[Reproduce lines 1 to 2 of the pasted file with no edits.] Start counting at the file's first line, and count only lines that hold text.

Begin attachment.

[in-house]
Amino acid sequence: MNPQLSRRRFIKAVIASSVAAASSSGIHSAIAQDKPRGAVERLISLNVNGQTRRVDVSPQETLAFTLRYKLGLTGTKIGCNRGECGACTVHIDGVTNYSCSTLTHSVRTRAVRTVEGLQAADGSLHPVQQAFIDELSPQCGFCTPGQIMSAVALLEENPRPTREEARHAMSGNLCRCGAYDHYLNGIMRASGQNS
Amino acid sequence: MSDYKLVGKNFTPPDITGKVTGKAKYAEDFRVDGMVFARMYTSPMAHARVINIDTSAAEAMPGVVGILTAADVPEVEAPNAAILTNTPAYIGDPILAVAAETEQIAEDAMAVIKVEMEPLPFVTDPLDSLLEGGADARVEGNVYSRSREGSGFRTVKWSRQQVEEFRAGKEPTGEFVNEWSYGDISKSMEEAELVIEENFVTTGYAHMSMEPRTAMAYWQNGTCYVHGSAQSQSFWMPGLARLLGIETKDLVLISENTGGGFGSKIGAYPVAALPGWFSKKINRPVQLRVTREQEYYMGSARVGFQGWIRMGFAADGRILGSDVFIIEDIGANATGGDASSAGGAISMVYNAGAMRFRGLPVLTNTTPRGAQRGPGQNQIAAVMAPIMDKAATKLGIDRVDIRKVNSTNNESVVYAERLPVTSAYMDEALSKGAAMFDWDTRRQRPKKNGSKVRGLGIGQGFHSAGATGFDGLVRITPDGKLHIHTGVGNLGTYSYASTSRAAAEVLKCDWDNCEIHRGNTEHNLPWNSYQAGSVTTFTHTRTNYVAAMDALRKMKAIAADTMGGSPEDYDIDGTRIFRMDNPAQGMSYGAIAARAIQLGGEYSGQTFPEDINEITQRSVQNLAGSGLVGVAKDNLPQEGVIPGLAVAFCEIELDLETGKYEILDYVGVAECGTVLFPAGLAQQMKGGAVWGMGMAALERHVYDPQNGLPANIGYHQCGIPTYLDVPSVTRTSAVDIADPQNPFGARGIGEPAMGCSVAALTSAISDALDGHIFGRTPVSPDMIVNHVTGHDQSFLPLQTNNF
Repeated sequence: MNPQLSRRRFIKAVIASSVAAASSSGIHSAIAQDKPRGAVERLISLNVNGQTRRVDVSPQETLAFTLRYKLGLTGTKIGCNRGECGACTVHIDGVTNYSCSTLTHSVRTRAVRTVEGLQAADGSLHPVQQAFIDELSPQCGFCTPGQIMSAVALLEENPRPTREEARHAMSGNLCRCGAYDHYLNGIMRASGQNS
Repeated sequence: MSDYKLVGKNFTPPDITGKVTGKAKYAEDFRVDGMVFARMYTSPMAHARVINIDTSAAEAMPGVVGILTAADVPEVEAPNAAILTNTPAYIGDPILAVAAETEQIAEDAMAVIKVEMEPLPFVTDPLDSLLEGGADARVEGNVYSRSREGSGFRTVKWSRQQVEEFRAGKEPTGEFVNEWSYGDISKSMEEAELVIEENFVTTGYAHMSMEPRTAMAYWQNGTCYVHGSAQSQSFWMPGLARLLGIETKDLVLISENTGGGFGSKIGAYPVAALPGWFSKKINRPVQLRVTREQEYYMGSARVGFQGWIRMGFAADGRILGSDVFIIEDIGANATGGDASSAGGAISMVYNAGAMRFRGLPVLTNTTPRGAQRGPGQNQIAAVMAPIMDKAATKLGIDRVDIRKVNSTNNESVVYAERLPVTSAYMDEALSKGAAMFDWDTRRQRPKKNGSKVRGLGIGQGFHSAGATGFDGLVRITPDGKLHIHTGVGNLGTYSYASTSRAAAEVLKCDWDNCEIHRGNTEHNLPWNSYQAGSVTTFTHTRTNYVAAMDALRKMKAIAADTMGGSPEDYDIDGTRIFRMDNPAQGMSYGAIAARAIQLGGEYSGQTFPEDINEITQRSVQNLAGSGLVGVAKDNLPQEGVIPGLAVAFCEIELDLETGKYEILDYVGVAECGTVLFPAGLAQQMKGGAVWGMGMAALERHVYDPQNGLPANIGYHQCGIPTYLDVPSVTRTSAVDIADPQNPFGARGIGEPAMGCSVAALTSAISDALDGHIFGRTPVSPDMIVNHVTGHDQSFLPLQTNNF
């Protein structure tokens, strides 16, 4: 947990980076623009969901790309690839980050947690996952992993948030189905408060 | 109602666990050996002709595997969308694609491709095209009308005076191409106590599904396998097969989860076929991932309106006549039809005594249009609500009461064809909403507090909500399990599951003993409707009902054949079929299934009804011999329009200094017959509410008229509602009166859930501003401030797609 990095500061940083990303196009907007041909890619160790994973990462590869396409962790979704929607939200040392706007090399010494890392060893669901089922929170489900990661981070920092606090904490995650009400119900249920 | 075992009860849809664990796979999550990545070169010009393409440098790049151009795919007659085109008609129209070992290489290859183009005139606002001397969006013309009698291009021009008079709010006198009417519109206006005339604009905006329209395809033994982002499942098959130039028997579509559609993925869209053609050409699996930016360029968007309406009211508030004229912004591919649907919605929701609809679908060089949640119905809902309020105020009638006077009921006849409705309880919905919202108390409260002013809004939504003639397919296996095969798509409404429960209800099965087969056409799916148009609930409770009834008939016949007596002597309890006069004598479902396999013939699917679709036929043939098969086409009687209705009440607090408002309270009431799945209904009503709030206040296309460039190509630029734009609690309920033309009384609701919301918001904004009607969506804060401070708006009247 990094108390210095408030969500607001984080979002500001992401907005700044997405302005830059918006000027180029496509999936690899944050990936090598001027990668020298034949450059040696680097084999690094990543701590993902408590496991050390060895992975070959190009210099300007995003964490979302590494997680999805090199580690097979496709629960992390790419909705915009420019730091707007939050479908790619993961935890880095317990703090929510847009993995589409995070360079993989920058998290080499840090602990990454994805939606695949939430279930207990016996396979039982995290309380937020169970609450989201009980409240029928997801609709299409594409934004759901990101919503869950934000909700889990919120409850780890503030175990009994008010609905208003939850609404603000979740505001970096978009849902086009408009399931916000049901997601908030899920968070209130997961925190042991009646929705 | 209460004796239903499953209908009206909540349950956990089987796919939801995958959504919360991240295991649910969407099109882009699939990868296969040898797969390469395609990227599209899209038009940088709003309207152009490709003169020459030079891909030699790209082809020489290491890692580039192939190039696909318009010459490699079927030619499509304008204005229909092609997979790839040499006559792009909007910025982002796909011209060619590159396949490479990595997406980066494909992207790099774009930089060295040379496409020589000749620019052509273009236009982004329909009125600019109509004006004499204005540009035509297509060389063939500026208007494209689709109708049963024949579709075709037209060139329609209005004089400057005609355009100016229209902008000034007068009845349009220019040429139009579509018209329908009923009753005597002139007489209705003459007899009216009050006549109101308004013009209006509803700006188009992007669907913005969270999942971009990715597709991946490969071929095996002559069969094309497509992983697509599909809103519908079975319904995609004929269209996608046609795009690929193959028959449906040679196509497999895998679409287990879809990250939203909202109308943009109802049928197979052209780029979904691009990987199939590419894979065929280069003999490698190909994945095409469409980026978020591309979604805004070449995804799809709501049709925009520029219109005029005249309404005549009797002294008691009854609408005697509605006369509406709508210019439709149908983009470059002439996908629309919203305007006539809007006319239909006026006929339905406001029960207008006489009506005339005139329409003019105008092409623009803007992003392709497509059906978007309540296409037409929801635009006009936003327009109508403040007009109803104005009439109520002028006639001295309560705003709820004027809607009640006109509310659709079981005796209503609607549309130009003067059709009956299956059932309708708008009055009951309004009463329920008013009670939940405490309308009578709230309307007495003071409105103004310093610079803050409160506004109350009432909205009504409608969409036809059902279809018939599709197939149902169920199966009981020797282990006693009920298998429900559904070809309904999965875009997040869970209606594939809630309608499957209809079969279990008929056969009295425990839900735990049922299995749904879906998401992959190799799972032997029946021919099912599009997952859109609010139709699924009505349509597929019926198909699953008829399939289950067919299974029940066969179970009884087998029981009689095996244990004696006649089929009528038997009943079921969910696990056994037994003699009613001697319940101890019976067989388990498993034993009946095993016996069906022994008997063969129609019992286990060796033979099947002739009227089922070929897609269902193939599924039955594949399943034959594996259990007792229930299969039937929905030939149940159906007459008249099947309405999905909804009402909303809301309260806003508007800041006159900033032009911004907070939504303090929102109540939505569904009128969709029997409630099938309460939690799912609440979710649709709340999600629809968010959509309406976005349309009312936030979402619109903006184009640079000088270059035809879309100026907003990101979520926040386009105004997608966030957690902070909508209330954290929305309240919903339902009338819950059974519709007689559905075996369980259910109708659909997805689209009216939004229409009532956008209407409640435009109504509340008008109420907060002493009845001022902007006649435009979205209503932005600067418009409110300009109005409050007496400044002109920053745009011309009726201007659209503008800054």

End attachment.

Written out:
[in-house]
Amino acid sequence: MNPQLSRRRFIKAVIASSVAAASSSGIHSAIAQDKPRGAVERLISLNVNGQTRRVDVSPQETLAFTLRYKLGLTGTKIGCNRGECGACTVHIDGVTNYSCSTLTHSVRTRAVRTVEGLQAADGSLHPVQQAFIDELSPQCGFCTPGQIMSAVALLEENPRPTREEARHAMSGNLCRCGAYDHYLNGIMRASGQNS